No Pain, No Gain
Nov. 4, 2004
by Jonathan Price
Success in the safety position at the collegiate level requires a unique combination of skills -- the coverage skills of a cornerback, the pattern-reading and play-breakdown ability of a quarterback, and the toughness of a linebacker.
Consider Husky senior Jimmy Newell more than qualified.
The Port Orchard, Wash., native starred on both sides of the ball at South Kitsap High School, playing quarterback on offense and safety on defense. While the offense was exciting, it was his defensive play that turned the most heads.
As a senior in 1999, Newell totaled 60 tackles, five interceptions and three sacks to earn PrepStar All-American honors, and was named to Seattle Post-Intelligencer's 'Elite-11' area All-Star team. National recruiting publications ranked Newell among the top-20 players nationally at his position. Newell left South Kitsap knowing on which side of the ball his future lay.
'It was neat to play on both sides of the ball, but the high school games were much easier physically then it is in college,' says Newell. 'I think that it is everybody's dream to be able to do that in college, but how hard you have to play at this level makes it not very realistic.'
Just as certain as his determination to play defense in college was his knowledge of the jersey he'd be wearing when he took the field. Despite interest from Big Ten, Big 12 and other Pac-10 schools, Newell knew all along that he'd be a Husky.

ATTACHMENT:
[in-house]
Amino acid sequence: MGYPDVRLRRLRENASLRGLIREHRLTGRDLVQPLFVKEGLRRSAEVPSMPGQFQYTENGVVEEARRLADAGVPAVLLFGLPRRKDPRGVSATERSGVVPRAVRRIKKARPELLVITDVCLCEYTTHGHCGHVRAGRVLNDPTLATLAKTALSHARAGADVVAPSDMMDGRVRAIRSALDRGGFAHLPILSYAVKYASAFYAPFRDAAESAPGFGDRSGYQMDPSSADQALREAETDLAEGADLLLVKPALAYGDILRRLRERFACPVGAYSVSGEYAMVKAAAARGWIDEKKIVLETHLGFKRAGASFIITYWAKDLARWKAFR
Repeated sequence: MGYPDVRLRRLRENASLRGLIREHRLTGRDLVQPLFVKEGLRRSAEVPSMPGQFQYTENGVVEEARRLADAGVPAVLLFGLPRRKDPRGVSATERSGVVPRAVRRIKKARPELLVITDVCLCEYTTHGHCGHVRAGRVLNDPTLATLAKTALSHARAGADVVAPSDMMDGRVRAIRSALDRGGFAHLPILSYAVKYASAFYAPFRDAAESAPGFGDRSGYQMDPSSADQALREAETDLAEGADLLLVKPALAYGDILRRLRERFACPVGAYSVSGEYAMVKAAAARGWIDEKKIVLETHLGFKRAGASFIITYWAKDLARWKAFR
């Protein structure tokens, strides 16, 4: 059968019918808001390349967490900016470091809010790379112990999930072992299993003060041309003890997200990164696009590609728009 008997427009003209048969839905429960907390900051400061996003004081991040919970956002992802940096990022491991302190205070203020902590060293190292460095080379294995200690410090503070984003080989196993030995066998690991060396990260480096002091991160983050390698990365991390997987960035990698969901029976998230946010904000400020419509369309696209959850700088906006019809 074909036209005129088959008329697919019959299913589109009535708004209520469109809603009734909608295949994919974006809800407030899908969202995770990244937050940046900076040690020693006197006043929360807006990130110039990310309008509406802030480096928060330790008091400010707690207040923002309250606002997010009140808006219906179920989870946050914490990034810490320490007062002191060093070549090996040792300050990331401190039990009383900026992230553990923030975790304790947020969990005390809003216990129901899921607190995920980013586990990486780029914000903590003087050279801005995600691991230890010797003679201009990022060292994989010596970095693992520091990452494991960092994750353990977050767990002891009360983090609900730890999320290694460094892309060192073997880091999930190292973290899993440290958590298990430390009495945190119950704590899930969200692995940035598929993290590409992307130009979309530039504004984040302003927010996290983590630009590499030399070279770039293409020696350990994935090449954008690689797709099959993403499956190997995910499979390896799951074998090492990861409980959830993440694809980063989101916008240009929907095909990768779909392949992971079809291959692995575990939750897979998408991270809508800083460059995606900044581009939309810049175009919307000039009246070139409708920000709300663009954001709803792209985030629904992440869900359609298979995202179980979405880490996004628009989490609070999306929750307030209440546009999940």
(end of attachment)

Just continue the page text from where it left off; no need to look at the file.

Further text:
'I grew up watching Washington football,' he says. 'The time I started playing competitively as a kid was the same time when the Huskies were having their Rose Bowl seasons. How could another school possibly top Washington, with all of the success that they were having? On top of that, my family could come and watch me play because our games are close to home.'
Newell's first season at Washington was the stuff his childhood dreams were made of. Thrown into the action from the very first game of the season, Newell became an integral part of a defense that ranked second in the Pac-10 in pass defense, and led Washington to an 11-1 record and the 2001 Rose Bowl championship. The Port Orchard freshman contributed 11 tackles as a backup to starting safety and future NFL draftee Hakim Akbar, including a five-tackle, one forced-fumble performance in Washington's 31-28 win at Stanford, and was credited with one tackle in the Rose Bowl.
Barely three months after his first day of class, Newell had 12 games under his belt and a Rose Bowl ring on his finger. One could certainly forgive him if he thought success always came so easy.
'It might have spoiled me to play in the Rose Bowl my freshman year,' he says. 'You come in as a freshman and you don't really know what to expect. To be on a team like that right away was pretty special. It would have been nice to have gotten a few more seasons like that.'
The emotional high of Newell's freshman season didn't even last through spring-quarter finals. A shoulder injury suffered near the end of the season failed to heal as expected, and Newell went under the knife in April, forcing him to miss what would have been his first year of spring practices. The sophomore attempted to return to the field in the fall, but was forced to shut it down after the season's third game.